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According to Wikipedia, Italian is spoken to some degree in Libya, Eritrea and Federal Republic of Somalia.

Are there in Africa any clearly different varieties of this language which have distinct local traits?

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    Your question is contradictory. The title presumes that there are distinct African dialects of Italian then the body asks if there are distinct dialects of Italian in Africa. Apr 9 '13 at 11:36
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    None of this editing is helping--the latest makes the question title even less connected to the body of the question. Apr 9 '13 at 15:15
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    They're only different dialects if they are clearly different; if they're not clearly different then they are not different dialects. Also, the question title doesn't just postulate, it presumes that there are "African dialects of Italian"; the question body then asks, in effect, if there are African dialects of Italian. Apr 9 '13 at 23:41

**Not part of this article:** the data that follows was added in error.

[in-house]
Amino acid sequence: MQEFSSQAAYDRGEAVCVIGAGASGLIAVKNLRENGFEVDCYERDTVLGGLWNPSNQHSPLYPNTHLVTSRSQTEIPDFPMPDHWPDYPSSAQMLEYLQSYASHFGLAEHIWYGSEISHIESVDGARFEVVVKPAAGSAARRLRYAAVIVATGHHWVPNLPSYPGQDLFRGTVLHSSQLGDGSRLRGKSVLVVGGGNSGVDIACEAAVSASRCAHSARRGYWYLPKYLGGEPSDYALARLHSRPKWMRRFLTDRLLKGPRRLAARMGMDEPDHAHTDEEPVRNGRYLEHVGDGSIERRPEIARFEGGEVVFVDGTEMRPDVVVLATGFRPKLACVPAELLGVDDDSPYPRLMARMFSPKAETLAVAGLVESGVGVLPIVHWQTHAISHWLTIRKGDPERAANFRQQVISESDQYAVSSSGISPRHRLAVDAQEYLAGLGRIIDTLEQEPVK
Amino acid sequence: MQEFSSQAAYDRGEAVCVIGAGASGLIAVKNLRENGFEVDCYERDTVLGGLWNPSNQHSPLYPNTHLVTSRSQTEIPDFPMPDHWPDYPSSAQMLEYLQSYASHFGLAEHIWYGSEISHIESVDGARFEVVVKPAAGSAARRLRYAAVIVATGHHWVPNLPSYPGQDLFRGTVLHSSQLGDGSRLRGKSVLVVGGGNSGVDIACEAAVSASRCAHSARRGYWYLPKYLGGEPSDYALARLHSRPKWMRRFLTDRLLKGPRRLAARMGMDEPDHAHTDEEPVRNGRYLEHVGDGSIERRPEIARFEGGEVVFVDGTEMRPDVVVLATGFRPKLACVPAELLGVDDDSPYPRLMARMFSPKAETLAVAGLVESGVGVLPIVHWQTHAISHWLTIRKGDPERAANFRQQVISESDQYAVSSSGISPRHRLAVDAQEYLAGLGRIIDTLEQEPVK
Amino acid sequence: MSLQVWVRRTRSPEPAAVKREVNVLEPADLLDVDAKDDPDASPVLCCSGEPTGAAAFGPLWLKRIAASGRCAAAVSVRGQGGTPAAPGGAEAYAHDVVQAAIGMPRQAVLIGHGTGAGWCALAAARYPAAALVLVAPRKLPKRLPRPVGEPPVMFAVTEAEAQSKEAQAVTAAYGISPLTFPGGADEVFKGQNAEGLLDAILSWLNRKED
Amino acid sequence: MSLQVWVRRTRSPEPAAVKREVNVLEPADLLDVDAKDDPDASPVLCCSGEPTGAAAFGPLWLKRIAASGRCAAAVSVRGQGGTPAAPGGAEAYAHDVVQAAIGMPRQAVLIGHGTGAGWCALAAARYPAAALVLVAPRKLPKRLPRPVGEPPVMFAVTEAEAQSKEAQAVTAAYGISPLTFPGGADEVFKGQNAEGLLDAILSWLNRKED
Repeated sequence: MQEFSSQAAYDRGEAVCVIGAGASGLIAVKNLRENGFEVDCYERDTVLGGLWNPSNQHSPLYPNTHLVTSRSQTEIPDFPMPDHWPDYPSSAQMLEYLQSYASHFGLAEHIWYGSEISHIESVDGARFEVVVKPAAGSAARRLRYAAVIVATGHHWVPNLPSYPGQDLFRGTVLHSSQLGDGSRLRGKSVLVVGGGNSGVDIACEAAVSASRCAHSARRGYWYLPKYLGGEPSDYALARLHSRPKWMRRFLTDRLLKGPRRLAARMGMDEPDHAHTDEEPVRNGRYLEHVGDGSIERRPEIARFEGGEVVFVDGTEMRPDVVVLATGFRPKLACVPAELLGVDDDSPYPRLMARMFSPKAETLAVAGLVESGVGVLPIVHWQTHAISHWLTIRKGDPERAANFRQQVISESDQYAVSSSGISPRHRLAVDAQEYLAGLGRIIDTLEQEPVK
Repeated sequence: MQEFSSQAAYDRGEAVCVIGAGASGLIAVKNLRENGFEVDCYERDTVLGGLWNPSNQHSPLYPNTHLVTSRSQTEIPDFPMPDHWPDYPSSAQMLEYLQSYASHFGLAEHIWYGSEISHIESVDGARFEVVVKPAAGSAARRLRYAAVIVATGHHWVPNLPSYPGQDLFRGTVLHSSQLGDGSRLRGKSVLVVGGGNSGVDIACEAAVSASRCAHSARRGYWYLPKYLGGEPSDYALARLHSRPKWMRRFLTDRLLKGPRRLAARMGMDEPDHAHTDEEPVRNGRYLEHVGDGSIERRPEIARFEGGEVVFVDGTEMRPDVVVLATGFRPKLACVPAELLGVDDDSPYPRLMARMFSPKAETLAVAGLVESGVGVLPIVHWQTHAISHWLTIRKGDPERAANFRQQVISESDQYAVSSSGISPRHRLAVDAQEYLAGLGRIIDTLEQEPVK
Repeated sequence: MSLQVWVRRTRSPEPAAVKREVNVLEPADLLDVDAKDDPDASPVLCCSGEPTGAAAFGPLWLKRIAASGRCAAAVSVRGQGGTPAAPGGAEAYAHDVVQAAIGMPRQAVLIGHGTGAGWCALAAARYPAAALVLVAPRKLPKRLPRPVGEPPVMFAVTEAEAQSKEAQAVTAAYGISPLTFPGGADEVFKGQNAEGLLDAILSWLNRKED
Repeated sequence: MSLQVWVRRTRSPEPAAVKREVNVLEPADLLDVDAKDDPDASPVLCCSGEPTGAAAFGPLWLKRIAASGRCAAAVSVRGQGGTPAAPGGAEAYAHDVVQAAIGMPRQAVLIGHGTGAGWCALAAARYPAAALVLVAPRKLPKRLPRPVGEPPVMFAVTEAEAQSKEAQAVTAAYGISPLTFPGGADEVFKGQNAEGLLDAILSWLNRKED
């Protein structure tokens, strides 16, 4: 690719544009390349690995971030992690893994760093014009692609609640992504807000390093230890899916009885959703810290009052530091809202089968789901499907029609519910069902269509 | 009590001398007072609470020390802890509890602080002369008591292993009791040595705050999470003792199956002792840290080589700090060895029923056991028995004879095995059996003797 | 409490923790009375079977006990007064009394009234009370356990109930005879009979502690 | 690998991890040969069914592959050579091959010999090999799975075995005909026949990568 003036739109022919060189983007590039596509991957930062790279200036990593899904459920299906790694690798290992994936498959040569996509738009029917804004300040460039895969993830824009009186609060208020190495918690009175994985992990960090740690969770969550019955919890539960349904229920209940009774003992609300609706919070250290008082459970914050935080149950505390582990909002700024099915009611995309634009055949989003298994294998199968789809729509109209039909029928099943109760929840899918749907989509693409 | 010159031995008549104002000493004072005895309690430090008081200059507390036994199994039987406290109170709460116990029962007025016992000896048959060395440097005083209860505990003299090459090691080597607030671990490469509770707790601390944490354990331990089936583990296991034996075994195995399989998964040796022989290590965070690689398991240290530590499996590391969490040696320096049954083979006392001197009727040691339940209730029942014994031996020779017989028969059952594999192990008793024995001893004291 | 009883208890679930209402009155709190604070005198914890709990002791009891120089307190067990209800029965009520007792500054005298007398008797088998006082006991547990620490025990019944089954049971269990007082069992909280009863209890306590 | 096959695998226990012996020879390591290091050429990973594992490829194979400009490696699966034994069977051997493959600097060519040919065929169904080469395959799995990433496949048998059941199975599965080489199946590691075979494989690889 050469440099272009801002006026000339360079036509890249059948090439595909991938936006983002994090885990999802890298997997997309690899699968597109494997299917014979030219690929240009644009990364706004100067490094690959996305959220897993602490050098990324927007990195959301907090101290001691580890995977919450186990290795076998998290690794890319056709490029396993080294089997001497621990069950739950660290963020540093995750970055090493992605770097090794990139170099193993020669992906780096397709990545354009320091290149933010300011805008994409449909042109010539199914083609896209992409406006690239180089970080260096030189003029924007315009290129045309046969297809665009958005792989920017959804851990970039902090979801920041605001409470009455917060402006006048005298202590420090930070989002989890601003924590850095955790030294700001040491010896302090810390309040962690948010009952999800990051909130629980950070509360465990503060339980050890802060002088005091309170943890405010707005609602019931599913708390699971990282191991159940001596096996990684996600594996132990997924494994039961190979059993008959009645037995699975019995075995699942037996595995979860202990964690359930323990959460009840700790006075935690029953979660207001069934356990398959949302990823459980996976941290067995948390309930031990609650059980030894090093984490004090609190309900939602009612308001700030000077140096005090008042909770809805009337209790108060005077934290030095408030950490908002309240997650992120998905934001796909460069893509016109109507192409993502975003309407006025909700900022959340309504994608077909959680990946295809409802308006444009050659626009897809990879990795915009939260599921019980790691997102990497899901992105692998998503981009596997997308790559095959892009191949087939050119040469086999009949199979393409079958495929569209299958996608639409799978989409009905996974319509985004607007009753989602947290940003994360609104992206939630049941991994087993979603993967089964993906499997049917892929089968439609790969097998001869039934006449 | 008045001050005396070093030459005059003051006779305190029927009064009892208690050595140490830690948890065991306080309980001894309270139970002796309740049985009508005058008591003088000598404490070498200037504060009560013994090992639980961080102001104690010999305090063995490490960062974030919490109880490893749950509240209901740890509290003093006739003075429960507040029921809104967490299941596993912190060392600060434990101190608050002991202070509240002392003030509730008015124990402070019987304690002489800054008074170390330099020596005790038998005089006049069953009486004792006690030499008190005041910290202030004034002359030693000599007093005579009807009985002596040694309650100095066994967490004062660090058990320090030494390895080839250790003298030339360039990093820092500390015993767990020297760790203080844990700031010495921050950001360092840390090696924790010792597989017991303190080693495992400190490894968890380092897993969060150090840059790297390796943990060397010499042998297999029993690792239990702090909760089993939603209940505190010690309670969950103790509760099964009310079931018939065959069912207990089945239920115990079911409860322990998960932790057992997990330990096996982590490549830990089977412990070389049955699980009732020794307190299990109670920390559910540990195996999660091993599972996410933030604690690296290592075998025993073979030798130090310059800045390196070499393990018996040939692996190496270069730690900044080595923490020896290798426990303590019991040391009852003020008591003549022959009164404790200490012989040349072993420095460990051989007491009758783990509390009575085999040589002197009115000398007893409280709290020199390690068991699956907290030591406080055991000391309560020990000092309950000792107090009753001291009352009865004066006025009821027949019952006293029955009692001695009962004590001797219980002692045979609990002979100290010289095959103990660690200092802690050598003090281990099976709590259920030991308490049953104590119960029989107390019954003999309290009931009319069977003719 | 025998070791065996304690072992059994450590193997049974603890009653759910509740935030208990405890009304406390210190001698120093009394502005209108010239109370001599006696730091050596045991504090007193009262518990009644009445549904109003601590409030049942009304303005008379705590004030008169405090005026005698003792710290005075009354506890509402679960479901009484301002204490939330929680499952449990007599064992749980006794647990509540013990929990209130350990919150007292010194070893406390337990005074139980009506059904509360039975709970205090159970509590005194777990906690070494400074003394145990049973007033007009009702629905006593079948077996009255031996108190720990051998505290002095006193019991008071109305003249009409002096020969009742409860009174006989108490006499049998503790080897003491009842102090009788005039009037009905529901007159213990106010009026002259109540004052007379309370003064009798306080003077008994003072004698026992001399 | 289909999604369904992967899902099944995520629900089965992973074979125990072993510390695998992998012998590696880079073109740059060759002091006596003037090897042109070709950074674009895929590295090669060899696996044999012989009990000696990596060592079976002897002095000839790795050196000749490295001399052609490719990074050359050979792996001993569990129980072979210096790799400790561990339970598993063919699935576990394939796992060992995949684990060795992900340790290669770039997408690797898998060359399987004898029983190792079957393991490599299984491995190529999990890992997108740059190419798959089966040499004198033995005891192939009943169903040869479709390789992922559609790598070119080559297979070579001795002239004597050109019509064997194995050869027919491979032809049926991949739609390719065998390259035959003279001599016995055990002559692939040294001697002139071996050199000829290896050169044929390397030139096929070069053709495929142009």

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    That's just your misinterpretation of my words. E.g. Scottish, Cockney and Singapore dialects are the dialects of English, of which Scottish and Cockney are less (or not-so-clearly) different and Singapore English is more, or distinctly, different.
    – Manjusri
    Apr 10 '13 at 4:33
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    I don't see the point of the bickering here. Why not just change the "dialects" in the wording to "varieties"? Nov 25 '13 at 0:44
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The only Italian colony with any substantial settlement was Libya which mostly occurred in the 1930s. Just before WWII over 100,000 or 1/8 of the inhabitants were Italian settlers, or Italo-Libyans, many of whom left during and after the war. A common estimate for 1962 is 35.000 Italians in Libya. They were ordered to leave after al-Gaddafi took power, though it seems there was still some 1,500 in the country by 1982.

There was simply no time for a Libyan Italian dialect to evolve.

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